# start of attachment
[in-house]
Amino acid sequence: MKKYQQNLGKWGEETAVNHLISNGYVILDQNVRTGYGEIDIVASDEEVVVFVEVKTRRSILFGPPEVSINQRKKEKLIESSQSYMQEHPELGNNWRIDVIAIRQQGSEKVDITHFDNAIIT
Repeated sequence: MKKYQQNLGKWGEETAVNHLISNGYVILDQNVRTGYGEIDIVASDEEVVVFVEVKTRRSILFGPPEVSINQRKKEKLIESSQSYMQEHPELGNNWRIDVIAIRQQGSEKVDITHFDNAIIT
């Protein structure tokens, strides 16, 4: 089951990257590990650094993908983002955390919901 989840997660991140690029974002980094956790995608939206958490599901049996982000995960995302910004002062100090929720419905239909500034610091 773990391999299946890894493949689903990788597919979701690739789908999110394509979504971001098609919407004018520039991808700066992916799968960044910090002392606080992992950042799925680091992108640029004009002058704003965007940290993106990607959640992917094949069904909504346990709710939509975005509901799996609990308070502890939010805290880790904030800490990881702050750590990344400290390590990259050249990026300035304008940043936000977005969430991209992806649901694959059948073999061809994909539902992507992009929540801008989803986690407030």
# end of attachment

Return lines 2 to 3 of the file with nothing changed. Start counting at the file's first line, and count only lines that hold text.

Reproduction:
Amino acid sequence: MKKYQQNLGKWGEETAVNHLISNGYVILDQNVRTGYGEIDIVASDEEVVVFVEVKTRRSILFGPPEVSINQRKKEKLIESSQSYMQEHPELGNNWRIDVIAIRQQGSEKVDITHFDNAIIT
Repeated sequence: MKKYQQNLGKWGEETAVNHLISNGYVILDQNVRTGYGEIDIVASDEEVVVFVEVKTRRSILFGPPEVSINQRKKEKLIESSQSYMQEHPELGNNWRIDVIAIRQQGSEKVDITHFDNAIIT